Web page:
2016 Ethnic Studies Conference

On November 3-4, 2016, the Yale Center for the Study of Race, Indigeneity, and Transnational Migration and the Asian American Cultural Center at Yale (AACC) will host an Ethnic Studies conference in honor of Don Nakanishi ‘71, a Yale alumnus and pioneering academic. Learn more about Professor Nakanishi here.

The conference is co-sponsored by La Casa Cultural Julia de Burgos,  the Native American Cultural Center (NACC), the Afro-American Cultural Center, the Department of African American Studies, the Department of American Studies, and Timothy Dwight College.

Building from the legacies of Professor Nakanishi, the RITM Conference on Ethnic Studies foregrounds the work of Yale alumni and affiliates in Ethnic Studies fields. 

Registration is free but required. Please follow the link below to tell us you are coming!

To honor the memory of Don Nakanishi, the Asian American Cultural Center will be compiling a memory book that will include reflections, notes, and photographs from students, alums, faculty, and staff. Please submit your contributions by October 26, 2016. Thank you!


November 3, 2016

LOCATION: Yale Law School, Room 127, 127 Wall St.

7:30 p.m.  KEYNOTE ADDRESS

Keynote address: “Race and Politics from Don Nakanishi to Donald Trump”

Janelle Wong ‘01 Ph.D., Professor of American Studies; Director of the Asian American Studies Program, University of Maryland


November 4, 2016

LOCATION: All of the events on November 4 will take place in Loria 351 (Loria Center, 190 York St.) unless otherwise noted.

9:00 a.m.  OPENING REMARKS

Stephen J. Pitti ‘91, Professor of History and American Studies and Founding Director of the Center for the Study of Race, Indigeneity, and Transnational Migration

9:30 a.m.  ON ASIAN AMERICAN STUDIES

Moderator: Sunny Xiang, Assistant Professor of English, Yale University

  • Migration and Marginality in Prewar Seattle
    Megan Asaka ‘14 Ph.D., Assistant Professor of History, University of California, Riverside
  • On National Culture, Revisited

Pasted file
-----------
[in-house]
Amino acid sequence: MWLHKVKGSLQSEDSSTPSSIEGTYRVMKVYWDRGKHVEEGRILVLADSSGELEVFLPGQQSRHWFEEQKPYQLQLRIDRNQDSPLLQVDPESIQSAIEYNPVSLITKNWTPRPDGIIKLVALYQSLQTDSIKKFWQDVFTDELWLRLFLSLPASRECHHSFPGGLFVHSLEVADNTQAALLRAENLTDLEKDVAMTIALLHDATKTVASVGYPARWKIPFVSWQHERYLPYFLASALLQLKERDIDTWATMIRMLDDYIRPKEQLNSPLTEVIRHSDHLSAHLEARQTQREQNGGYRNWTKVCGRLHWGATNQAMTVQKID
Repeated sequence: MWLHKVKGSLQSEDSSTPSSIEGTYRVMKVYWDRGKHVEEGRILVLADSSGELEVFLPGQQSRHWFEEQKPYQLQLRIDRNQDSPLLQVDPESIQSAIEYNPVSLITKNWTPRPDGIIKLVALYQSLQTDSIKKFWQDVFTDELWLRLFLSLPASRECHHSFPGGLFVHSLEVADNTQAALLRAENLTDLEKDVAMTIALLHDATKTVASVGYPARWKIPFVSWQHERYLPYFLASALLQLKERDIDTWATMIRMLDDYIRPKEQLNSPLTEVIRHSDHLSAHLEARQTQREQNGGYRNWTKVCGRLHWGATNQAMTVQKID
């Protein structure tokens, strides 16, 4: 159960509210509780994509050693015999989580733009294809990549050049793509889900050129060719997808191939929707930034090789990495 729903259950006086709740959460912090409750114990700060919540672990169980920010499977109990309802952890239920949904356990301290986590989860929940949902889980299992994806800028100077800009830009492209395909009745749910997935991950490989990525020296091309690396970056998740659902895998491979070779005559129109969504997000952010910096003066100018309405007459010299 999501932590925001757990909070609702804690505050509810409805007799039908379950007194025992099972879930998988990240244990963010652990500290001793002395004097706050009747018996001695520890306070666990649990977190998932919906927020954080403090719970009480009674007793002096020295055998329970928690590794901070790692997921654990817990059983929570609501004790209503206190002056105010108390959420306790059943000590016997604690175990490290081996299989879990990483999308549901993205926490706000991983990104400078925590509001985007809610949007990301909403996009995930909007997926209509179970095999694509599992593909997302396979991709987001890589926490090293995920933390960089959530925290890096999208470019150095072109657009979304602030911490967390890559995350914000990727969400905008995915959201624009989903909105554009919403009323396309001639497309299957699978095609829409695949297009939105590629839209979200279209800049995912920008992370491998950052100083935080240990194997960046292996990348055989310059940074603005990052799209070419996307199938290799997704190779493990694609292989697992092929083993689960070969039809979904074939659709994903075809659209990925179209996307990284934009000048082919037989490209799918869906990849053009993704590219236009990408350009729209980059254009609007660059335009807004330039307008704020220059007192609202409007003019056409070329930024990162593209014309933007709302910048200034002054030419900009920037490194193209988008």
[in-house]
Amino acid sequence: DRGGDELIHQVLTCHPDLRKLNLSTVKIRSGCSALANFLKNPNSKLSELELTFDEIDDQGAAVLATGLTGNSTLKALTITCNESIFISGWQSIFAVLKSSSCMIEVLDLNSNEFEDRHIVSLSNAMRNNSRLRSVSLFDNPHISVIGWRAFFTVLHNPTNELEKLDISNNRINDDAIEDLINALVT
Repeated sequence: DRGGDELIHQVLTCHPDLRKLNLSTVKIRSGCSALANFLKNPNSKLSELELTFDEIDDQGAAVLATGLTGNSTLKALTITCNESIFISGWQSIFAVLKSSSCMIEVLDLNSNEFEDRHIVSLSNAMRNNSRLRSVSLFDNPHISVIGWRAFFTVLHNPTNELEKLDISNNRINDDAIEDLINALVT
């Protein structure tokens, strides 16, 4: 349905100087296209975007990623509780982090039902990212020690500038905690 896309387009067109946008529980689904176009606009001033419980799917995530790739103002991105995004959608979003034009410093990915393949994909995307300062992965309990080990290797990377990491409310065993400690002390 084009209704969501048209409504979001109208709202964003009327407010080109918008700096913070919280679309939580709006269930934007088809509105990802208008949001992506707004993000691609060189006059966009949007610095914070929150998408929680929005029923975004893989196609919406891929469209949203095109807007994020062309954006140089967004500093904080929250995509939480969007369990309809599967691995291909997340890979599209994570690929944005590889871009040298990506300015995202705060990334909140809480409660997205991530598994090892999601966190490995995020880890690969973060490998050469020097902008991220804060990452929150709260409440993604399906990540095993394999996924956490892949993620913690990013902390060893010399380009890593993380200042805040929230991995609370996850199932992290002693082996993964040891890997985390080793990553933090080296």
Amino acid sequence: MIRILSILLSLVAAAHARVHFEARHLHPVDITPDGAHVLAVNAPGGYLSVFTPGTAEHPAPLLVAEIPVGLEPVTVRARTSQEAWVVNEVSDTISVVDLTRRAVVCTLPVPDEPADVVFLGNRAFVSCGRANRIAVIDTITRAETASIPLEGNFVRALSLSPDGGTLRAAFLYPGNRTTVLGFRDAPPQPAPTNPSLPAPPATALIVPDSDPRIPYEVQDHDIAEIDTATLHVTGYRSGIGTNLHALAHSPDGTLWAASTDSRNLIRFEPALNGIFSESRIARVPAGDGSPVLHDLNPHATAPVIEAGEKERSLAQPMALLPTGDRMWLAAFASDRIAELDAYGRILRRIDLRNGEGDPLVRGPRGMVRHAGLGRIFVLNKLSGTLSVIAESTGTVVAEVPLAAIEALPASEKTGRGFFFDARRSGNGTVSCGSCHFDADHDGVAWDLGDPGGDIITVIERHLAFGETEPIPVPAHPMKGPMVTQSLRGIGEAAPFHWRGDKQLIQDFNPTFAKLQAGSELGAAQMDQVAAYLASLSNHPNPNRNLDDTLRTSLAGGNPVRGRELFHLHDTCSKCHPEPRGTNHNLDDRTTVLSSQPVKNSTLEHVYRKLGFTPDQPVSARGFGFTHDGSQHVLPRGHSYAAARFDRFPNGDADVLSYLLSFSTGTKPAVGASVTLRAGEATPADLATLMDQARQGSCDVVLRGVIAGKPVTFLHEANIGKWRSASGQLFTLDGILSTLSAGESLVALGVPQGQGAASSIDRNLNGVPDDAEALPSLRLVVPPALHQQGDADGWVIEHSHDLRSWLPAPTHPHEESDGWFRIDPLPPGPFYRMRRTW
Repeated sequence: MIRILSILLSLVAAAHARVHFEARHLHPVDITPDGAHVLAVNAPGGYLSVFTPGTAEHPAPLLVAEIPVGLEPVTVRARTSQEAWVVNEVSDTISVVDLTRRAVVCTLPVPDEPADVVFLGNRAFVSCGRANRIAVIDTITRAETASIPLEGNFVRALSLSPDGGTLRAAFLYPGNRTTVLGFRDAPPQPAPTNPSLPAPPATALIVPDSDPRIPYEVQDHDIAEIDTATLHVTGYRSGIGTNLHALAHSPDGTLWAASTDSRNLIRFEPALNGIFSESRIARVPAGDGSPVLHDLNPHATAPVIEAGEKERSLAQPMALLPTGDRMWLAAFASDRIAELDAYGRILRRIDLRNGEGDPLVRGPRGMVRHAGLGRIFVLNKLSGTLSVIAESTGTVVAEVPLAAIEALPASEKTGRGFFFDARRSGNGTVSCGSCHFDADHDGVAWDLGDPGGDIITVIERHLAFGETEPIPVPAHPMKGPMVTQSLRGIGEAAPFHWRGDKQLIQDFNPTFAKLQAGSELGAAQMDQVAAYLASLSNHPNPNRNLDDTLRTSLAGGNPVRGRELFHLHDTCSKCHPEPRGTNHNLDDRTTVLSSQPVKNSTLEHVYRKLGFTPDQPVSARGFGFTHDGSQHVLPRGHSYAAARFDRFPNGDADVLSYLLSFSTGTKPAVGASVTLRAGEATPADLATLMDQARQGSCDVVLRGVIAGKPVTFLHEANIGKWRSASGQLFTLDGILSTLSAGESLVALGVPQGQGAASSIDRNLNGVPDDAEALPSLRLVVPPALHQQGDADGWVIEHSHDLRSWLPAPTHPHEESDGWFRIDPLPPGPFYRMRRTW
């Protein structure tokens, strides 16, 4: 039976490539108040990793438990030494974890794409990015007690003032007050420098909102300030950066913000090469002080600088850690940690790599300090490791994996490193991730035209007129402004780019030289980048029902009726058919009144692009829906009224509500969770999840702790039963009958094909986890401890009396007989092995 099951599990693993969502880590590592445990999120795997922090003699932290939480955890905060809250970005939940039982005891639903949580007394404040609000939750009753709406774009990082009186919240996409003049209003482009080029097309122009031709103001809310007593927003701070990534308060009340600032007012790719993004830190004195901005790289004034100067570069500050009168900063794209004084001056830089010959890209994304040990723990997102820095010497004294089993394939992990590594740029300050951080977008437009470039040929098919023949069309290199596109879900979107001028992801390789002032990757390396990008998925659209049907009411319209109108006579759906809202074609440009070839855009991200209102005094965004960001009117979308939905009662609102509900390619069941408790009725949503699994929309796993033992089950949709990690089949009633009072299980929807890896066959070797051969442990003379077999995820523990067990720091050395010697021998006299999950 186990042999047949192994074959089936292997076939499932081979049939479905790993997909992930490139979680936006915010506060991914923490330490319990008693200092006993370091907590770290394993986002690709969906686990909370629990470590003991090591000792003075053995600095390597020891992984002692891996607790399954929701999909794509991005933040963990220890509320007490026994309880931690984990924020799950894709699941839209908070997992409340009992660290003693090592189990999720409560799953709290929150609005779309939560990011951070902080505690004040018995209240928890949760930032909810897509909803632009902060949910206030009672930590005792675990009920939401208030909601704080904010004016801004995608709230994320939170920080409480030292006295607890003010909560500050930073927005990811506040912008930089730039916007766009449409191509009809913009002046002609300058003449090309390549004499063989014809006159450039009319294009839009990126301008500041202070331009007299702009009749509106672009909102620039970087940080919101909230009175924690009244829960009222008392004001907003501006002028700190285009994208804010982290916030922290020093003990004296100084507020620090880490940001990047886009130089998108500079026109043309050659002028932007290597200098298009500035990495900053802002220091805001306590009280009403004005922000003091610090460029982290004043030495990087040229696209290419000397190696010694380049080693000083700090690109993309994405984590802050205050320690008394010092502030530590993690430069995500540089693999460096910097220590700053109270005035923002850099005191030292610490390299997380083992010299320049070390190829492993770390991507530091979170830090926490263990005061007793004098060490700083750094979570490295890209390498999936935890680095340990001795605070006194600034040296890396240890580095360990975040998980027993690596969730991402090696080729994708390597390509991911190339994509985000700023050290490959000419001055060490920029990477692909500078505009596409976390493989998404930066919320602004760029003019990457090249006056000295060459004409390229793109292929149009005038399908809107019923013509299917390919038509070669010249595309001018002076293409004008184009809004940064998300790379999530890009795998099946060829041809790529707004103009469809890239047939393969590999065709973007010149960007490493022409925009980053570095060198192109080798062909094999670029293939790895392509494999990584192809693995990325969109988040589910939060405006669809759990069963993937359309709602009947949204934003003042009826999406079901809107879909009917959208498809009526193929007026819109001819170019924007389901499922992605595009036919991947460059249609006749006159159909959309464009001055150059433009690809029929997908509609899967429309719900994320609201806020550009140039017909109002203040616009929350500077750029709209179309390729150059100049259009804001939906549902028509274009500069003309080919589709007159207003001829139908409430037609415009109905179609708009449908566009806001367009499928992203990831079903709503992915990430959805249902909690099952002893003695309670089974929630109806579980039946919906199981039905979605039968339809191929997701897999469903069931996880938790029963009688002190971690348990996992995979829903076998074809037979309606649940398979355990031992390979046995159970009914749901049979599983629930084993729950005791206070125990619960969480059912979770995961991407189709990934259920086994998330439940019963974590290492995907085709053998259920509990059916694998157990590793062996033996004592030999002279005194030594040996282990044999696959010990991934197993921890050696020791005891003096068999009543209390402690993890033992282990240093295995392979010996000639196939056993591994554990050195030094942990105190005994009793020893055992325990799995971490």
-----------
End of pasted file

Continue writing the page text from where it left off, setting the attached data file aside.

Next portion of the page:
Gary Y. Okihiro, Professor of International and Public Affairs, Columbia University; Visiting Professor of Ethnicity, Race, and Migration, Yale University
  • Soldiering through Empire: Race and the Making of the Decolonizing Pacific
    Simeon Man ‘12 Ph.D., Assistant Professor of History, University of California, San Diego
  • Memories of Migration: Vietnamese Boat People and Critical Refugee Studies
    Quan T. Tran ‘16 Ph.D., Lecturer in American Studies and in Ethnicity, Race & Migration, Yale University
11:15 a.m.  ON LATINX STUDIES

Moderator: Dixa Ramírez, Assistant Professor of Latina/o Literature in American Studies and Ethnicity, Race, and Migration, Yale University

  • The Other American Dreamers: Latinx Youth Narratives of Illegality
    Marta Caminero-Santangelo ‘88, Professor of English, University of Kansas
  • Subjects in Uniform: Observations on the Intersection of Militarism, Race, and Contemporary US Latina/o History & Culture
    Irene Garza ‘02, Visiting Assistant Professor of History, Oberlin College & Conservatory
  • The People’s Field: Race and Claims to the City from the Parking Lot
    Priscilla Leiva ‘07, Assistant Professor of Chicana/o and Latina/o Studies and History, Cal State Los Angeles
  • A Global Vision: Dr. Ana Livia Cordero and the Puerto Rican Liberation Struggle, 1931-1992
    Sandy Placido ‘08, Provost’s Predoctoral Fellow for Excellence Through Diversity, University of Pennsylvania; Doctoral candidate, Harvard University
2:00 p.m.  ON NATIVE AMERICAN STUDIES

Moderator: Ned Blackhawk, Professor of History and American Studies, Yale University

  • Language and the Intersections of Contemporary Indigenous Life
    Jenny L. Davis, Assistant Professor of Anthropology; Director of the Native American and Indigenous Languages Lab (NAIL), University of Illinois, Urbana-Champaign
  • Native Anthropology and the Future of Anthropological Research in Indigenous Communities
    Kelly Fayard, Assistant Dean of Yale College and Director of the Native American Cultural Center, Yale University
  • Settler Colonial Blues: Methodology on the Margins of Black and Indigenous Histories
    Khalil A. Johnson, Jr. ‘16 Ph.D., Assistant Professor of African American Studies, Wesleyan University
  • Visible through Violence: Indigenous Unfreedom in Settler Colonial New England
    Tyler Rogers, Doctoral Candidate in American Studies, Yale University
3:45 p.m.  CELEBRATING DON NAKANISHI ’71

Moderator: Alice Young ‘71, Founder and Principal at Alice Young Advisory LLC

Participants will include Carlos Moreno ‘70, David Yoo ‘94 Ph.D.,
Thomas Nakanishi ‘05, Marsha Hirano-Nakanishi, and Saveena Dhall

4:30 p.m.  CLOSING RECEPTION

Timothy Dwight College House, 345 Temple St.